Coal was one of the main reasons Britain’s industries developed quicker than any others’ during the Industrial Revolution. At coal mining’s peak in 1913, this industry consisted of about 2600 mines, producing 287 million tons of coal per year and employing a million people. The history of Erewash and surrounding areas is tied to coal to an extent easy to under-estimate today.
Mining communities in the area were tight-knit: many collieries had their own sports teams, and miner’s brass bands were common. The Ilkeston Miner’s Welfare club opened in 1924, standing on the corner of Bristol Road and Manners Road; offering facilities such as a library, bars and tennis courts.
Coal mining was important in Derbyshire for many centuries, taking place as early as Roman times. However, wood was the main source of fuel until its price increased in the 16th Century – after which land owners were quick to take advantage of the rich coal deposits on their land. In the 16th and 17th Centuries, Codnor, Heanor, Shipley and Ripley were some of the most profitable mines across Derbyshire.
The demand for coal increased dramatically during the Industrial Revolution, as steam power began to dominate Britain. Across the Erewash valley, newly improved transport systems allowed coal to be transported across the country. The Erewash Canal was important for this (see our blog post on the Sandiacre Lock cottages here). The Nutbrook Canal came soon after, transporting coal from Shipley south to Nottingham and Leicester. Later, development of the rail network allowed Midlands coalfields to sell to London. By 1872, almost half of London’s coal began its journey south in Derbyshire’s mines.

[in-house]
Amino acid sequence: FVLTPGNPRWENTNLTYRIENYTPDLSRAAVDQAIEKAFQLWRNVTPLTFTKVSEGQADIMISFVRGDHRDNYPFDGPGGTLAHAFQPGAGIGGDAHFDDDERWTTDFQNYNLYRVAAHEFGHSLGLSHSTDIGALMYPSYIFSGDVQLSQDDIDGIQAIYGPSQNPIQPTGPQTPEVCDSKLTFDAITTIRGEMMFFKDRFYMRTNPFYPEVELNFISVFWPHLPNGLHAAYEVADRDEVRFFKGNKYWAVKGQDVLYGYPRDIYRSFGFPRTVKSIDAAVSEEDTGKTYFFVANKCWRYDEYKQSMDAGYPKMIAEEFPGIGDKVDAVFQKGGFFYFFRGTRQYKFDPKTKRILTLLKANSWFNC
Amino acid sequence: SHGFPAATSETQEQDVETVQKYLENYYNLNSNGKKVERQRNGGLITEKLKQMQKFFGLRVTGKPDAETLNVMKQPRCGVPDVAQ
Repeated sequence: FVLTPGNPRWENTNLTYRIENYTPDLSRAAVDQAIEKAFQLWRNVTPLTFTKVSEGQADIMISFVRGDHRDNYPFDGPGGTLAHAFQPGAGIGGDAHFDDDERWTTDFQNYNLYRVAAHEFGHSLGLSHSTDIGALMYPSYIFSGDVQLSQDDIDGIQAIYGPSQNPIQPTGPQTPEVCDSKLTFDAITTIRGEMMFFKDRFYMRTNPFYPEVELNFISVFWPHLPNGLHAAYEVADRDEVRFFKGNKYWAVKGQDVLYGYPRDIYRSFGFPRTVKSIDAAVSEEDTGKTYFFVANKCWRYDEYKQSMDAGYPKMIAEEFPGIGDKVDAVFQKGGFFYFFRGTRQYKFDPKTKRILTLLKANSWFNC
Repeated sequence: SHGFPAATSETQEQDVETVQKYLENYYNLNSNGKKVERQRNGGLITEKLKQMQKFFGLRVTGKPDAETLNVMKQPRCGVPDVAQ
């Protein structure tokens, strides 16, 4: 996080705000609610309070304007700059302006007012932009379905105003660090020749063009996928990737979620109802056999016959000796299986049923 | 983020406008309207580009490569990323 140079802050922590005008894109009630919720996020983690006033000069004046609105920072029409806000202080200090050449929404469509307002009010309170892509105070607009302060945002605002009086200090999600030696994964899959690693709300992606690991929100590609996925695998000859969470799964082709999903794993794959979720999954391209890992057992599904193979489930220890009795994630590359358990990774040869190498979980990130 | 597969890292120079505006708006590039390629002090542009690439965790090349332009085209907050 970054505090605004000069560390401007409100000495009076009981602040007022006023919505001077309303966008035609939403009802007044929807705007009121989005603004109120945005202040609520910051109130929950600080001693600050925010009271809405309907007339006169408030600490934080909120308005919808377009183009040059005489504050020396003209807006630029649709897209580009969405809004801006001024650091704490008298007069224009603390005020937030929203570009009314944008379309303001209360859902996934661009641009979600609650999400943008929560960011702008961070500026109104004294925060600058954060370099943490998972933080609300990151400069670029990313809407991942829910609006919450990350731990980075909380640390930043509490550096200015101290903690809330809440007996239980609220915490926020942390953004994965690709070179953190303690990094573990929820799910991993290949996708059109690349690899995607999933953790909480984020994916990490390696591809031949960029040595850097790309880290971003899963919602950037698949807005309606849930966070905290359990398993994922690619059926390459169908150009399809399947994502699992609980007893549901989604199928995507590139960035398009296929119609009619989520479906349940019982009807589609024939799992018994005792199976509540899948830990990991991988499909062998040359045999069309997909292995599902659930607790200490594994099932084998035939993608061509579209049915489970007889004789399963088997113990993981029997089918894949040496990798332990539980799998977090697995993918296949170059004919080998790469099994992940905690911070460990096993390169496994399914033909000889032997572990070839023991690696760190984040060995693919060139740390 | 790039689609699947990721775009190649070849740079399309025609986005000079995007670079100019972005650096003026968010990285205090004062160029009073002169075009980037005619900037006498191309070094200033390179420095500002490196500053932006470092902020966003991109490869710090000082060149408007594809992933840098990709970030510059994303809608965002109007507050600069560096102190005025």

However, conditions in the mines were terrible, and in the early 19th Century the working day for a miner in this area was even longer than the average: 13 to 16 hours per day, compared to a not much better national average of 12 hours. Travelling to the coal-face was an enormous challenge by itself, and, once there, the hard labour of mining was made more difficult by hot and cramped conditions.
The writer George Orwell visited coal mines researching for The Road to Wigan Pier, and says, ‘Before I had been down a mine I had vaguely imagined the miner stepping out of the cage and getting to work on a ledge of coal a few yards away. I had not realised that before he even gets to his work he may have to creep through passages as long as from London Bridge to Oxford Circus… At the start to walk stooping is a joke, but it is a joke that soon wears off.’ Once at the coal face – which may be several miles away, ‘each man is shifting coal at a speed approaching two tons an hour’ – shovelling coal at this pace for hours on end, kneeling down at best.
This work was also incredibly dangerous. Ilkeston Mines Rescue Station, located on Manners Road, opened in 1916, with 30 men based there responsible for providing aid to over 60 mines in the area. One of the worst mining accidents in Derbyshire was at Markham Colliery in 1938, in which 79 miners were killed by an explosion.
Apart from a temporary increase in demand during World War Two, the coal industry declined substantially during the 20th Century. The last colliery to close in Erewash was Cossall Colliery in 1966, but the legacy of mining, while easily forgotten today, is integral to our history.